Biosecurity Advice 2017-26 - Final group pest risk analysis for Thrips and Orthotospoviruses on fresh fruit, vegetable, cut-flower and foliage imports
30 November 2017
This Biosecurity Advice notifies stakeholders of the release of the Final group pest risk analysis for thrips and orthotospoviruses on fresh fruit, vegetable, cut flower and foliage imports.
The final group pest risk analysis identifies 79 thrips species and 27 orthotospoviruses as pests of quarantine concern and identifies measures for use in specific cases where measures are required. It also recommends that the regulatory status of three thrips species – Frankliniella schultzei, Scirtothrips dorsalis and Thrips tabaci – known to be present in Australia, be changed from non-regulated to regulated, because these thrips can carry and transmit quarantine pest orthotospoviruses.
The final group pest risk analysis takes into account submissions and comments received from stakeholders on the draft group pest risk analysis, released on 14 December 2016.
The department is improving the effectiveness and consistency of the pest risk analysis (PRA) process. A key step in this process is the development of the group PRA approach, which considers the biosecurity risk posed by groups of pests across numerous import pathways. It applies the significant body of available scientific knowledge, including pest interception data and previous PRAs to provide an overarching analysis of the risks posed by groups of pests.
The ‘Final group pest risk analysis for thrips and orthotospoviruses on fresh fruit, vegetable, cut flower and foliage imports’ is the first group PRA to be finalised and is funded under the Agricultural Competitiveness White Paper.
This group PRA does not address the risks posed by thrips or orthotospoviruses on nursery stock imports as these will be considered in a separate review. The department will consult with stakeholders if any changes are made to existing nursery-stock import conditions.
In the time since the draft group PRA was released on 14 December 2016 (Biosecurity Advice 2016/35), the genus tospovirus underwent taxonomic revision and was renamed Orthotospovirus. This revision was applied to the final group PRA.
This group PRA considers the biosecurity risk posed by all phytophagous (plant-feeding) members of the insect order Thysanoptera (commonly referred to as thrips) that are, or are likely to be, associated with fresh fruit, vegetables, cut flowers and foliage imported into Australia as commercial consignments. It also assesses the emerging risks posed by all members of the virus genus Orthotospovirus that are transmitted by some thrips.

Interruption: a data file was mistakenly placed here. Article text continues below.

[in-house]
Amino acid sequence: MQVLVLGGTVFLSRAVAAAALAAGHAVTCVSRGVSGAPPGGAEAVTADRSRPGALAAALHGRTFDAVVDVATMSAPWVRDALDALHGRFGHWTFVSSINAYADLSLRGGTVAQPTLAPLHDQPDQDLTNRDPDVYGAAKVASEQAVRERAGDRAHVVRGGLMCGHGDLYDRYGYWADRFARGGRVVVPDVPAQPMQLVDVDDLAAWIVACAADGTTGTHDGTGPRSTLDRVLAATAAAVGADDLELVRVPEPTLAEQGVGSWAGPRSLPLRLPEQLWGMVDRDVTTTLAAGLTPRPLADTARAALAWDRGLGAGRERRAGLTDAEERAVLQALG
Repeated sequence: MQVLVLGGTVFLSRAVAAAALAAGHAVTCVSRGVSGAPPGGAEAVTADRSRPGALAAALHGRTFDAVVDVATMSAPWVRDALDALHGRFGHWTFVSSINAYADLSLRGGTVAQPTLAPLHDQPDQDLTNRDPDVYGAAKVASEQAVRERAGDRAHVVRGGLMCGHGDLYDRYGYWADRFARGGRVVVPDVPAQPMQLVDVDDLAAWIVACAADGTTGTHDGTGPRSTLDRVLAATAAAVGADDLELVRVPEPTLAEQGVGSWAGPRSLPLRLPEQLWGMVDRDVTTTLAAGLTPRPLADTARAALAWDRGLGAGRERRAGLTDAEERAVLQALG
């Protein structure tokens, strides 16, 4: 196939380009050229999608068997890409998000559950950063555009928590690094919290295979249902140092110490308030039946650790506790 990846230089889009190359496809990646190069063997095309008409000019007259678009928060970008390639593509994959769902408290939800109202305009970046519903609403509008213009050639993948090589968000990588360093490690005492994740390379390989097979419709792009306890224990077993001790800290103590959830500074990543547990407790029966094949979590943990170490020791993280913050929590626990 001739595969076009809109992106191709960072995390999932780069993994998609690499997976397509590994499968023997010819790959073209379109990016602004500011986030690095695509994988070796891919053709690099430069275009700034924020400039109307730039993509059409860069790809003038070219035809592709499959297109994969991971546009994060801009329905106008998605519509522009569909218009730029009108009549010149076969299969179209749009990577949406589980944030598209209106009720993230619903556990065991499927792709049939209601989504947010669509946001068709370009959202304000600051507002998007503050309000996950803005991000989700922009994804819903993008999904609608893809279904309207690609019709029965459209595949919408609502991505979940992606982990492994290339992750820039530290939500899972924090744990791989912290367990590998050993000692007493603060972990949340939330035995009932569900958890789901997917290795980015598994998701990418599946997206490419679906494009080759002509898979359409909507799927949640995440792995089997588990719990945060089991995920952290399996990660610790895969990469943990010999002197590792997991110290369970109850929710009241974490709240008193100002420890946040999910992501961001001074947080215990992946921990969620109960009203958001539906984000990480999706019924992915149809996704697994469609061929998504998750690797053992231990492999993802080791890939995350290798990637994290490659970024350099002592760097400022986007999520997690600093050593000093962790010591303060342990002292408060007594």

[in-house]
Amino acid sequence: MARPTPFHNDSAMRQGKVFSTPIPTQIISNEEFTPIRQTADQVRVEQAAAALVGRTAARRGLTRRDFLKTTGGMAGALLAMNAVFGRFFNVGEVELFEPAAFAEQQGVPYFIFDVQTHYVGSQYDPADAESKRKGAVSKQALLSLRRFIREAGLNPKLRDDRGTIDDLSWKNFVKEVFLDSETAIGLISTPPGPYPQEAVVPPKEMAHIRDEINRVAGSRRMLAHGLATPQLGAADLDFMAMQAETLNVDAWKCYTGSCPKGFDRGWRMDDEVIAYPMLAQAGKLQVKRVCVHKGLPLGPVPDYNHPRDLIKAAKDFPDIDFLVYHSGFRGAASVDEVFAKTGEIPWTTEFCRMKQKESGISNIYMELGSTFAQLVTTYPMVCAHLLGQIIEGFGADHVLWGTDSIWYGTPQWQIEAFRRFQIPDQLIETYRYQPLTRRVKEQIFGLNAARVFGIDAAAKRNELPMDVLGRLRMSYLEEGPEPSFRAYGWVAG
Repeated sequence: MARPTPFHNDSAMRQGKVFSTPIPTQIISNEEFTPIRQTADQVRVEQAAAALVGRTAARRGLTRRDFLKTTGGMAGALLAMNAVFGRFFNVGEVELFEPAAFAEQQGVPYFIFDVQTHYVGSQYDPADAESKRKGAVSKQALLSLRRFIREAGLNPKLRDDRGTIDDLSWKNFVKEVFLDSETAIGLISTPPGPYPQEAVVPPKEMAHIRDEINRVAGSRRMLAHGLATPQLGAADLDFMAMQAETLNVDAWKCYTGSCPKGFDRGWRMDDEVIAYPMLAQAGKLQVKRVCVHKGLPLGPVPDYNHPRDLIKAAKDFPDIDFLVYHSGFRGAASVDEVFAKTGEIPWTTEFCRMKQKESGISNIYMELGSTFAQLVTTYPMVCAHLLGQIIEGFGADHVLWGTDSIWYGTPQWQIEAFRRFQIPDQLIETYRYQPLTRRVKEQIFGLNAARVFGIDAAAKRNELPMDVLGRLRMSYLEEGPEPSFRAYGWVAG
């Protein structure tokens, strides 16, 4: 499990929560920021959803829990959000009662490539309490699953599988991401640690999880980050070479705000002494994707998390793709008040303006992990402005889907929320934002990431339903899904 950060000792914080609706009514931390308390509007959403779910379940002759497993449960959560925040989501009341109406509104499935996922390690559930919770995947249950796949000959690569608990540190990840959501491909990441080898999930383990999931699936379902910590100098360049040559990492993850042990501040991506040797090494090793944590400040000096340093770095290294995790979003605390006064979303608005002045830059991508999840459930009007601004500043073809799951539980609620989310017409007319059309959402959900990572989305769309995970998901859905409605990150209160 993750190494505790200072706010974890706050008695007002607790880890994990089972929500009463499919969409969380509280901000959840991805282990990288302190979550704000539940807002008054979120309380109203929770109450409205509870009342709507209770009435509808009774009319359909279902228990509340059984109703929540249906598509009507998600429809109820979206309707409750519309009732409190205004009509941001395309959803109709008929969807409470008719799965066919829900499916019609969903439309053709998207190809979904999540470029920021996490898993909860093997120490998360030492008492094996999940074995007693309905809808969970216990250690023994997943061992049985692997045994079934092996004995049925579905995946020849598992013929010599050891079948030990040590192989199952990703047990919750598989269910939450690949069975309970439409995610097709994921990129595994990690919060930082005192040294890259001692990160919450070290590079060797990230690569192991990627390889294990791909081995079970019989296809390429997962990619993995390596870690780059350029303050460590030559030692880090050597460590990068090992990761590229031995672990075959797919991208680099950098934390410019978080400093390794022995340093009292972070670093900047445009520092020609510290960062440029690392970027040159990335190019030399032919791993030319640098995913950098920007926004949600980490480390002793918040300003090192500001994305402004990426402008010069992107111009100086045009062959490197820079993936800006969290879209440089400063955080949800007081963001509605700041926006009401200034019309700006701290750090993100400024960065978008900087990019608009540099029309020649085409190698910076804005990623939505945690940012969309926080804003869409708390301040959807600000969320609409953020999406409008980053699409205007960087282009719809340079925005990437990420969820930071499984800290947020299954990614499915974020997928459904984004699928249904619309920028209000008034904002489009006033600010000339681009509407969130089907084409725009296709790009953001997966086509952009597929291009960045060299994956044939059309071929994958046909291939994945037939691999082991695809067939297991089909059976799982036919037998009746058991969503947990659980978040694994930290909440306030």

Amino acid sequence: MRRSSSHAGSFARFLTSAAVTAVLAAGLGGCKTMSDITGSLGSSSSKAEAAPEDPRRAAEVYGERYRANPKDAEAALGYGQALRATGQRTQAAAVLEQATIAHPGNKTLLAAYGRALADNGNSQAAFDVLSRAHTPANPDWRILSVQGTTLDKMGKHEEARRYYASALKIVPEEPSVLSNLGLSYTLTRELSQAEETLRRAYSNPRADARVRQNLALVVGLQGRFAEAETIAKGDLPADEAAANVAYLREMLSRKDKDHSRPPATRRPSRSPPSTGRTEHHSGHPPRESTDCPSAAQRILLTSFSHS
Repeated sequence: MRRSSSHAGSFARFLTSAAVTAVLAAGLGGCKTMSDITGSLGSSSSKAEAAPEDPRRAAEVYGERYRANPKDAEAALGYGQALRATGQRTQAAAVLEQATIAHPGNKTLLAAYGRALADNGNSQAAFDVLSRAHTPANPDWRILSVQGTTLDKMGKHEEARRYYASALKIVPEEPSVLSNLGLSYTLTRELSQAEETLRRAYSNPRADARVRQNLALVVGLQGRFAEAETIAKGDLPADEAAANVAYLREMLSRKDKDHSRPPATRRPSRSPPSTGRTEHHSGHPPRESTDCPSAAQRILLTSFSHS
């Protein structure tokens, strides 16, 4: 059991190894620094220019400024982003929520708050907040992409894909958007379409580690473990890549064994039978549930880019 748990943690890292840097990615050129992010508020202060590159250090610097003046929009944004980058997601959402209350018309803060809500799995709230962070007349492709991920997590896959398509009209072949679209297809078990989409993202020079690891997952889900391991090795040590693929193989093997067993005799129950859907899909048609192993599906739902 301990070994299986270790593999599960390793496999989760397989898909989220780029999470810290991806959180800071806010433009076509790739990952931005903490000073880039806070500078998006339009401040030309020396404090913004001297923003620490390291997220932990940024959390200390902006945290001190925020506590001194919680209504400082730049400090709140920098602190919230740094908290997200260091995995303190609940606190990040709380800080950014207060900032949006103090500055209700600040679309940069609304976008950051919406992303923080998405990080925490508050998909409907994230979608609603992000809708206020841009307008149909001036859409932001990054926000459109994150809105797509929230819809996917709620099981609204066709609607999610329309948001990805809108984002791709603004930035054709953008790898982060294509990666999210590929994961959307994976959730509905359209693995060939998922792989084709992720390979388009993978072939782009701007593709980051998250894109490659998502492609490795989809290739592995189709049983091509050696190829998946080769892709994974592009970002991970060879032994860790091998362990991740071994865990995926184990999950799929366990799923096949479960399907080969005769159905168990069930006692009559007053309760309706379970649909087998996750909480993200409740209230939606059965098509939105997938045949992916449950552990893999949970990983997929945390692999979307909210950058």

Fourteen thrips species are known to naturally transmit orthotospoviruses. Eleven of these are considered to be pests of quarantine concern for Australia, with the remaining three – Frankliniella schultzei, Scirtothrips dorsalis and Thrips tabaci – being present in Australia and not under official control. Because the three thrips species have been found to carry and transmit quarantine orthotospoviruses this group PRA recommends that their regulatory status be changed from non-regulated to regulated.
Thrips, and the orthotospoviruses they transmit, can cause considerable economic consequences across a wide range of fruit, vegetable, legume and ornamental crops by reducing yield, quality and marketability. Orthotospoviruses are a significant emerging risk to Australia with many recent reports of new species with rapidly expanding host plant ranges, geographic distributions and thrips vectors.
Imported commodities will be regulated if they are infested with quarantine pest thrips or regulated thrips that transmit quarantine orthotospoviruses, to reduce the risk of establishment of these organisms in Australia. Regulation will be in accordance with the final group PRA and any other relevant commodity-based PRAs.
The final group PRA identifies measures for quarantine and regulated thrips, and alternative risk management options, that may be considered on a case-by-case basis when developing new import conditions for specific commodities, or when reviewing existing import conditions for commodities that are currently traded.
Where measures are required, they will include:
- commodities to be free from quarantine and regulated thrips, and
- verification, such as inspection, to provide assurance that Australia’s import conditions have been met and appropriate level of protection achieved.
Imported goods that are frequently found to be infested with thrips may be subject to mandatory treatment.
The final Group PRA and information about the risk analysis process are available from the department’s website. Printed copies of the report are available on request.
Dr Marion Healy
First Assistant Secretary
Biosecurity Plant Division
Contact: Peter Creaser
Telephone: +61 2 6272 5094
Email: Plant Stakeholders